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Transgenders in Japan must still be sterilised before changing gender

Tokyo, Jan 25 (IANS) A court here has upheld a law effectively requiring transgenders in Japan seeking to legally change their gender to be sterilised, the media reported on Friday.

Takakito Usui, a transgender man who wants to change the gender listed on his official documents, had appealed to the Supreme Court seeking to overturn Law 111, which requires applicants to “permanently lack functioning” reproductive parts to qualify for gender affirmation, CNN reported.

The Court unanimously rejected Usui’s case on Thursday, ruling the 2003 law constitutional.

“It is unthinkable in this day and time that the law requires a sex-change operation to change gender,” Usui’s lawyer Tomoyasu Oyama told CNN on Friday.

“When the law was established 15 years ago, LGBT people had to make a bitter decision and swallow the conditions to pave a narrow way for official change of gender. With this decision, I hope lawmakers will change the law to support the wishes of the LGBT community.”

The court initially said the law was intended to prevent “problems” in parent-child relations which could lead to societal “confusion”, and avoid “abrupt changes” to society.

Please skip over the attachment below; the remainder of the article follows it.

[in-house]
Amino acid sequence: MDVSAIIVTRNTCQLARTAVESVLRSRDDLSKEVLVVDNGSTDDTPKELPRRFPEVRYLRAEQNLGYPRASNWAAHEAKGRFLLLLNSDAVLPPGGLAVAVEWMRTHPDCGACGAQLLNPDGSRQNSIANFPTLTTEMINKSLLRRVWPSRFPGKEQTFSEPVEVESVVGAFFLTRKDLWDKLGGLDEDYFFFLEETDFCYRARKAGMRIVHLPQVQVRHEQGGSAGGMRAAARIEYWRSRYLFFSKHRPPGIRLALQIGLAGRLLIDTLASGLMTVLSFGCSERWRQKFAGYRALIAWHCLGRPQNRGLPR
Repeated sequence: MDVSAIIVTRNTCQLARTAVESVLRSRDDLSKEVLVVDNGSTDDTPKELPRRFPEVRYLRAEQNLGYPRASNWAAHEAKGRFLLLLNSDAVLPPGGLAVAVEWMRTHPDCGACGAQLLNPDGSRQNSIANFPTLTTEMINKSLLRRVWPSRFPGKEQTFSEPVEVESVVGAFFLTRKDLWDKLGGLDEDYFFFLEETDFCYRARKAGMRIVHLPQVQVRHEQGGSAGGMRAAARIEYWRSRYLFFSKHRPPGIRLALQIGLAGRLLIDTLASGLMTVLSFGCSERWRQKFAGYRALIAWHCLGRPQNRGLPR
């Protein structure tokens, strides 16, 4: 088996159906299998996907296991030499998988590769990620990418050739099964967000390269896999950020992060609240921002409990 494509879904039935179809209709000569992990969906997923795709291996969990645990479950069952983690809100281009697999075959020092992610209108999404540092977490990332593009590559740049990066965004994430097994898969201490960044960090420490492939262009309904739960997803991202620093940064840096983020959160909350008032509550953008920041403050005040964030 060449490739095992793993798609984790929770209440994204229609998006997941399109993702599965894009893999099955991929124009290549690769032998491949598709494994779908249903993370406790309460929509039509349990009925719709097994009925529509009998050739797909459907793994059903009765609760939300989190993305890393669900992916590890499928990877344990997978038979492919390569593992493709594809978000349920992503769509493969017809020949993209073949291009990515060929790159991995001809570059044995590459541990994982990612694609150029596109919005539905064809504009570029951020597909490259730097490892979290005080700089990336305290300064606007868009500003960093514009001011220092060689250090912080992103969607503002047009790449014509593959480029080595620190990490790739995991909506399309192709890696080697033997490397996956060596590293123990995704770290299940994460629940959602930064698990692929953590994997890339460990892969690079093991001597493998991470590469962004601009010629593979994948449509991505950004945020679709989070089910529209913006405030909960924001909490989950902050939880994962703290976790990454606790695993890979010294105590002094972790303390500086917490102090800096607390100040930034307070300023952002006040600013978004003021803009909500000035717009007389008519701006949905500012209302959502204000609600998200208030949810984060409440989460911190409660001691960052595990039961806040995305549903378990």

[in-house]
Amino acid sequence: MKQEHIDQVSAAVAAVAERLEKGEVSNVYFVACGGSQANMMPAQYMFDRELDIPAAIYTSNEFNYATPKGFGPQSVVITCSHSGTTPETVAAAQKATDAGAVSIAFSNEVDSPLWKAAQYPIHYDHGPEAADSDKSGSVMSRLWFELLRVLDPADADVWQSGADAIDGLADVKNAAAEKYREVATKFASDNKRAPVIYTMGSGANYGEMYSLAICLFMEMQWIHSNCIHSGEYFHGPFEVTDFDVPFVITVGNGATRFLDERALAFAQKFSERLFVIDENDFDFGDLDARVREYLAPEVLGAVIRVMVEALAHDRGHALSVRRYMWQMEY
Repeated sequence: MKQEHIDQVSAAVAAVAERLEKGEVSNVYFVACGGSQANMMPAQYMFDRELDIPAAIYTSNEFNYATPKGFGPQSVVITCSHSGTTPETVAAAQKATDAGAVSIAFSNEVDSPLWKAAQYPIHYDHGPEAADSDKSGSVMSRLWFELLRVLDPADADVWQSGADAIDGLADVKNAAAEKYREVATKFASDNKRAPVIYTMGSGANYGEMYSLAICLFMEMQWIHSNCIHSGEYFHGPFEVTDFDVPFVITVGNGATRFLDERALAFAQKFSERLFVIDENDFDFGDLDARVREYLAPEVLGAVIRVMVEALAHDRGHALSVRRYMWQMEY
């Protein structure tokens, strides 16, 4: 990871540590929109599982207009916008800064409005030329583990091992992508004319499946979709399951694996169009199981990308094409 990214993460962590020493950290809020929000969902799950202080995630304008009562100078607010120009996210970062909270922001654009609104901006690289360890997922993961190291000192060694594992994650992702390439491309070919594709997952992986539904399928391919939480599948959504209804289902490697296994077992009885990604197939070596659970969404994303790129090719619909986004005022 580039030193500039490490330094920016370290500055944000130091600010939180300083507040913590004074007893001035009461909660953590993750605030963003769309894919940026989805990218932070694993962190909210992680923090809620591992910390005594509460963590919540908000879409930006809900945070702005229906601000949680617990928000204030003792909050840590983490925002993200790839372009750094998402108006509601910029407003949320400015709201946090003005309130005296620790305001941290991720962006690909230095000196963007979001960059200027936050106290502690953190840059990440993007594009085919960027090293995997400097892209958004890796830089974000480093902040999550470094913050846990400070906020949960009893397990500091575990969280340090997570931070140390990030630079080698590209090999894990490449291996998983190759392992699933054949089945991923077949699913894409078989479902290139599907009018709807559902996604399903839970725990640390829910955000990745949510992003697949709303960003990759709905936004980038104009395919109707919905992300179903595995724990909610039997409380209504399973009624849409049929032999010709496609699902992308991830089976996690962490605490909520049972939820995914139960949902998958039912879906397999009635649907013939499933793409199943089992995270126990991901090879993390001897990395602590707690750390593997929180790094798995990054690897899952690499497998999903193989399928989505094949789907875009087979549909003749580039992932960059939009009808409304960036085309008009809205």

About 7,000 people have changed their gender registration under the law since it was first passed.

Suki Chung, Asia Pacific campaign manager at Amnesty International, told CNN that the ruling was “a blow for the recognition of transgender people in Japan. It is a missed opportunity to address the discrimination transgender people face”.

Requiring sterilisation has been widely denounced by LGBT groups in Japan and around the world.

In a 2017 report, Human Rights Watch said the law “remains a stain on Japan’s record”.




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